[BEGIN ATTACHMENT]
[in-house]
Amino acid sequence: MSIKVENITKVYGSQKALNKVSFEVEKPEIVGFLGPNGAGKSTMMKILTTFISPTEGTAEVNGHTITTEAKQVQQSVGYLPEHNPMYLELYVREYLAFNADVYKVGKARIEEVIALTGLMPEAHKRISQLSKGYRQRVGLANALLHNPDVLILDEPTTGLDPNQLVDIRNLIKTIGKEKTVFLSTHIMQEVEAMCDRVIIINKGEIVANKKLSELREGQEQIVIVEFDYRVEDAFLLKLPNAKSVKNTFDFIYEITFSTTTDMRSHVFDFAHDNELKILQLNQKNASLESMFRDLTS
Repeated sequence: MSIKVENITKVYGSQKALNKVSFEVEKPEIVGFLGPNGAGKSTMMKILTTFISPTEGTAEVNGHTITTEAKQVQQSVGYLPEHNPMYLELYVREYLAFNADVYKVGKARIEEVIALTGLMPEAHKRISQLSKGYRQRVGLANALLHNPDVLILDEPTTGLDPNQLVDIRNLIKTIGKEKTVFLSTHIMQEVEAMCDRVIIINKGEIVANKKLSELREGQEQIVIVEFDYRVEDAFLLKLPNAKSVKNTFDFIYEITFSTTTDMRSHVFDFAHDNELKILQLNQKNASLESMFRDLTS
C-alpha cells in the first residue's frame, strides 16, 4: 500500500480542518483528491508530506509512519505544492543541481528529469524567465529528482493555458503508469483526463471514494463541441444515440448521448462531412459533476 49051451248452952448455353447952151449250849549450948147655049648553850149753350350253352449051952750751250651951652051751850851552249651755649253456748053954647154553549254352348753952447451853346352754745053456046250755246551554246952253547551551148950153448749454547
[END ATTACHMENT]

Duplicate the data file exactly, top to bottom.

[in-house]
Amino acid sequence: MSIKVENITKVYGSQKALNKVSFEVEKPEIVGFLGPNGAGKSTMMKILTTFISPTEGTAEVNGHTITTEAKQVQQSVGYLPEHNPMYLELYVREYLAFNADVYKVGKARIEEVIALTGLMPEAHKRISQLSKGYRQRVGLANALLHNPDVLILDEPTTGLDPNQLVDIRNLIKTIGKEKTVFLSTHIMQEVEAMCDRVIIINKGEIVANKKLSELREGQEQIVIVEFDYRVEDAFLLKLPNAKSVKNTFDFIYEITFSTTTDMRSHVFDFAHDNELKILQLNQKNASLESMFRDLTS
Repeated sequence: MSIKVENITKVYGSQKALNKVSFEVEKPEIVGFLGPNGAGKSTMMKILTTFISPTEGTAEVNGHTITTEAKQVQQSVGYLPEHNPMYLELYVREYLAFNADVYKVGKARIEEVIALTGLMPEAHKRISQLSKGYRQRVGLANALLHNPDVLILDEPTTGLDPNQLVDIRNLIKTIGKEKTVFLSTHIMQEVEAMCDRVIIINKGEIVANKKLSELREGQEQIVIVEFDYRVEDAFLLKLPNAKSVKNTFDFIYEITFSTTTDMRSHVFDFAHDNELKILQLNQKNASLESMFRDLTS
C-alpha cells in the first residue's frame, strides 16, 4: 500500500480542518483528491508530506509512519505544492543541481528529469524567465529528482493555458503508469483526463471514494463541441444515440448521448462531412459533476 49051451248452952448455353447952151449250849549450948147655049648553850149753350350253352449051952750751250651951652051751850851552249651755649253456748053954647154553549254352348753952447451853346352754745053456046250755246551554246952253547551551148950153448749454547